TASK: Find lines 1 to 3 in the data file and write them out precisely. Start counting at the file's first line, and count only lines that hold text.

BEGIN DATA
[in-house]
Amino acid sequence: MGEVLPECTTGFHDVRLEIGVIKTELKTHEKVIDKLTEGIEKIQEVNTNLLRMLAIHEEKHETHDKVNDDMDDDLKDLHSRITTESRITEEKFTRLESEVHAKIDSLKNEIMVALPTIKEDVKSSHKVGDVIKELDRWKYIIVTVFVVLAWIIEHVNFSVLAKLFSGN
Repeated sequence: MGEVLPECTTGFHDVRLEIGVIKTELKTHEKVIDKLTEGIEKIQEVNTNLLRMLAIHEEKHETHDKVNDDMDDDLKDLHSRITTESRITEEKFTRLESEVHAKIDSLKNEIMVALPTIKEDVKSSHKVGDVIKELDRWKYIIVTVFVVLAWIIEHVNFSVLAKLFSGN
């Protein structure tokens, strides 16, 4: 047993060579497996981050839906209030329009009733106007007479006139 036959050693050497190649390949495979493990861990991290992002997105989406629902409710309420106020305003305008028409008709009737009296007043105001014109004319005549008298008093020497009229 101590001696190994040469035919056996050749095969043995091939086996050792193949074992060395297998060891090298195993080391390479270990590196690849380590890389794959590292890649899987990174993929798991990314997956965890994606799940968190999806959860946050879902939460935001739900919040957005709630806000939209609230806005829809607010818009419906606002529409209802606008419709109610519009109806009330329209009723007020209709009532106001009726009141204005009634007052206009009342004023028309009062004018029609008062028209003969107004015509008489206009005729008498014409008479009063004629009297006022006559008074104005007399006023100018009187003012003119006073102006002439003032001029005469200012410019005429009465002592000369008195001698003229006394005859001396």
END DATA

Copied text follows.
[in-house]
Amino acid sequence: MGEVLPECTTGFHDVRLEIGVIKTELKTHEKVIDKLTEGIEKIQEVNTNLLRMLAIHEEKHETHDKVNDDMDDDLKDLHSRITTESRITEEKFTRLESEVHAKIDSLKNEIMVALPTIKEDVKSSHKVGDVIKELDRWKYIIVTVFVVLAWIIEHVNFSVLAKLFSGN
Repeated sequence: MGEVLPECTTGFHDVRLEIGVIKTELKTHEKVIDKLTEGIEKIQEVNTNLLRMLAIHEEKHETHDKVNDDMDDDLKDLHSRITTESRITEEKFTRLESEVHAKIDSLKNEIMVALPTIKEDVKSSHKVGDVIKELDRWKYIIVTVFVVLAWIIEHVNFSVLAKLFSGN